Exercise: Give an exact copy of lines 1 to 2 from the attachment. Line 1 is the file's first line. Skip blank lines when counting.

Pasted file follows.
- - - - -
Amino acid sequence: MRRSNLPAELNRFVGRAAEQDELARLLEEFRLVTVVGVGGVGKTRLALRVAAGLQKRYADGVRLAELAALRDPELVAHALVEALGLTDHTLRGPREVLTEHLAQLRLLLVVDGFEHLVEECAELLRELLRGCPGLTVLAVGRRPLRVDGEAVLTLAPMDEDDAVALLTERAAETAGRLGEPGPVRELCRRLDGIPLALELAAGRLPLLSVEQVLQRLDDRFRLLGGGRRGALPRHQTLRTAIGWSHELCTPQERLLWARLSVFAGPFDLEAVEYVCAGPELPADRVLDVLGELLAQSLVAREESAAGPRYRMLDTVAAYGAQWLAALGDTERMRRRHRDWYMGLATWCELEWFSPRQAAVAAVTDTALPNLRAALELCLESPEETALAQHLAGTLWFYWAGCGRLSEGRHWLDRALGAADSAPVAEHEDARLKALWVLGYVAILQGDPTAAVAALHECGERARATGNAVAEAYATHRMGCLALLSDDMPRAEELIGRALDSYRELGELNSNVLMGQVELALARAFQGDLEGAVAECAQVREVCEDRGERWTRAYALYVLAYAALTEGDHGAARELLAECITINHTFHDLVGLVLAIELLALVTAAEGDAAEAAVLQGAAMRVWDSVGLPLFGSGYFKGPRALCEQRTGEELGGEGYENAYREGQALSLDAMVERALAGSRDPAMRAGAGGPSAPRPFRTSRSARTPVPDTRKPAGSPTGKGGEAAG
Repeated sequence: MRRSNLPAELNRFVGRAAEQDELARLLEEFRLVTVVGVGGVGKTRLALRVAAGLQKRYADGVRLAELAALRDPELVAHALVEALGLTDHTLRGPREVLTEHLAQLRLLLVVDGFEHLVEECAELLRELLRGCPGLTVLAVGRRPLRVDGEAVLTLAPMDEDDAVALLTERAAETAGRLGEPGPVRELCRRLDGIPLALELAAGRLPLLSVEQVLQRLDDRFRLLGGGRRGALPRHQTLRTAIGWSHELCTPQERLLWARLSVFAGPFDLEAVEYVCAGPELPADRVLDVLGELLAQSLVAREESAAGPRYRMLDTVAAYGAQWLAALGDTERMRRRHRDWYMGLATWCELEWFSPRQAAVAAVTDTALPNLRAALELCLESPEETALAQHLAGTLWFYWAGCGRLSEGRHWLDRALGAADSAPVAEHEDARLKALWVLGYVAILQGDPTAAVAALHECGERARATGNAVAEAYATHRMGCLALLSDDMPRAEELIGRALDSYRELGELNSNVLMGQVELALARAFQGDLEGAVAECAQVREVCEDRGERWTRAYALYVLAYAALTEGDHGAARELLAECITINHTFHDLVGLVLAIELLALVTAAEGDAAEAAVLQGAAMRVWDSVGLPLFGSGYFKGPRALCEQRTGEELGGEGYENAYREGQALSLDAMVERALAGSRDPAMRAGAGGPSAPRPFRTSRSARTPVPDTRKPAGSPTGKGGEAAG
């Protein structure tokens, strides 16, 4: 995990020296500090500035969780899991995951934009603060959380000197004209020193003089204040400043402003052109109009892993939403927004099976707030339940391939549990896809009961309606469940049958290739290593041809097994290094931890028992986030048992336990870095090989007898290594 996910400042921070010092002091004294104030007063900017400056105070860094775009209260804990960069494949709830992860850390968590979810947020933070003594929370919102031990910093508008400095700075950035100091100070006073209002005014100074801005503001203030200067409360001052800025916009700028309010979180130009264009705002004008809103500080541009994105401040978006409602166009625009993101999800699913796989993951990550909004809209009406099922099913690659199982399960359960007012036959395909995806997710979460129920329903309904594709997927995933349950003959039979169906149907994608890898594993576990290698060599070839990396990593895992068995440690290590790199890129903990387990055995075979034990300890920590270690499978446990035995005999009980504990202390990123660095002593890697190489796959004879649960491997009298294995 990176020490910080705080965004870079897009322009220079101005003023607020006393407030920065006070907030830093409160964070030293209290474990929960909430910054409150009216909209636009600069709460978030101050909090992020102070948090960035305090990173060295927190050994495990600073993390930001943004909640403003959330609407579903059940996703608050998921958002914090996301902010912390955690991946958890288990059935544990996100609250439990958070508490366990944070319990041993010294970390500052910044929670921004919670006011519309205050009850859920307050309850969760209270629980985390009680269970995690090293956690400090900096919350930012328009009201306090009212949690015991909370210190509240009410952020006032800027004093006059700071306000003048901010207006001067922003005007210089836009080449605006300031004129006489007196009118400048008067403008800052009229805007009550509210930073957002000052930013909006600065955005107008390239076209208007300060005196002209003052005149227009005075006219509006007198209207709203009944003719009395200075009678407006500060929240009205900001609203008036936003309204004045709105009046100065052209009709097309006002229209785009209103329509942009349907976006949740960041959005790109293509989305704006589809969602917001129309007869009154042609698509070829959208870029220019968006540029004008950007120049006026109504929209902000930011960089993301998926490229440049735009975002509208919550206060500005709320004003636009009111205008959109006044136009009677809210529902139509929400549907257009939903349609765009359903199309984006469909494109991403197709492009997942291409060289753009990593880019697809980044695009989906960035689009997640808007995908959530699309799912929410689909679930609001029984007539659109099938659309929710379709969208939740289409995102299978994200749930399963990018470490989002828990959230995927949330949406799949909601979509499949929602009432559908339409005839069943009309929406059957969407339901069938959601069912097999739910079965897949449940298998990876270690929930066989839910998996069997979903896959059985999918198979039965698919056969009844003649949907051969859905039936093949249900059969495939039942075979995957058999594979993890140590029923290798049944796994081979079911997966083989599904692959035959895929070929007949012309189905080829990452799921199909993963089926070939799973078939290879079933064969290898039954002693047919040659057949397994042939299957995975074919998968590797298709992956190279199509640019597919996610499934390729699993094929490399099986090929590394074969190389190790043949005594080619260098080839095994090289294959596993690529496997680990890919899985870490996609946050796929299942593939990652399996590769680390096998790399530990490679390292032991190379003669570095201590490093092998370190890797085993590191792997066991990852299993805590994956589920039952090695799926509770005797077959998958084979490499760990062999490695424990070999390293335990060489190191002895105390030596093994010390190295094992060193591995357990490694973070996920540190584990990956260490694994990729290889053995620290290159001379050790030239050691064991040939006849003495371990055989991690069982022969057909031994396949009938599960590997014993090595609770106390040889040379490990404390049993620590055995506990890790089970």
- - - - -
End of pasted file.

Amino acid sequence: MRRSNLPAELNRFVGRAAEQDELARLLEEFRLVTVVGVGGVGKTRLALRVAAGLQKRYADGVRLAELAALRDPELVAHALVEALGLTDHTLRGPREVLTEHLAQLRLLLVVDGFEHLVEECAELLRELLRGCPGLTVLAVGRRPLRVDGEAVLTLAPMDEDDAVALLTERAAETAGRLGEPGPVRELCRRLDGIPLALELAAGRLPLLSVEQVLQRLDDRFRLLGGGRRGALPRHQTLRTAIGWSHELCTPQERLLWARLSVFAGPFDLEAVEYVCAGPELPADRVLDVLGELLAQSLVAREESAAGPRYRMLDTVAAYGAQWLAALGDTERMRRRHRDWYMGLATWCELEWFSPRQAAVAAVTDTALPNLRAALELCLESPEETALAQHLAGTLWFYWAGCGRLSEGRHWLDRALGAADSAPVAEHEDARLKALWVLGYVAILQGDPTAAVAALHECGERARATGNAVAEAYATHRMGCLALLSDDMPRAEELIGRALDSYRELGELNSNVLMGQVELALARAFQGDLEGAVAECAQVREVCEDRGERWTRAYALYVLAYAALTEGDHGAARELLAECITINHTFHDLVGLVLAIELLALVTAAEGDAAEAAVLQGAAMRVWDSVGLPLFGSGYFKGPRALCEQRTGEELGGEGYENAYREGQALSLDAMVERALAGSRDPAMRAGAGGPSAPRPFRTSRSARTPVPDTRKPAGSPTGKGGEAAG
Repeated sequence: MRRSNLPAELNRFVGRAAEQDELARLLEEFRLVTVVGVGGVGKTRLALRVAAGLQKRYADGVRLAELAALRDPELVAHALVEALGLTDHTLRGPREVLTEHLAQLRLLLVVDGFEHLVEECAELLRELLRGCPGLTVLAVGRRPLRVDGEAVLTLAPMDEDDAVALLTERAAETAGRLGEPGPVRELCRRLDGIPLALELAAGRLPLLSVEQVLQRLDDRFRLLGGGRRGALPRHQTLRTAIGWSHELCTPQERLLWARLSVFAGPFDLEAVEYVCAGPELPADRVLDVLGELLAQSLVAREESAAGPRYRMLDTVAAYGAQWLAALGDTERMRRRHRDWYMGLATWCELEWFSPRQAAVAAVTDTALPNLRAALELCLESPEETALAQHLAGTLWFYWAGCGRLSEGRHWLDRALGAADSAPVAEHEDARLKALWVLGYVAILQGDPTAAVAALHECGERARATGNAVAEAYATHRMGCLALLSDDMPRAEELIGRALDSYRELGELNSNVLMGQVELALARAFQGDLEGAVAECAQVREVCEDRGERWTRAYALYVLAYAALTEGDHGAARELLAECITINHTFHDLVGLVLAIELLALVTAAEGDAAEAAVLQGAAMRVWDSVGLPLFGSGYFKGPRALCEQRTGEELGGEGYENAYREGQALSLDAMVERALAGSRDPAMRAGAGGPSAPRPFRTSRSARTPVPDTRKPAGSPTGKGGEAAG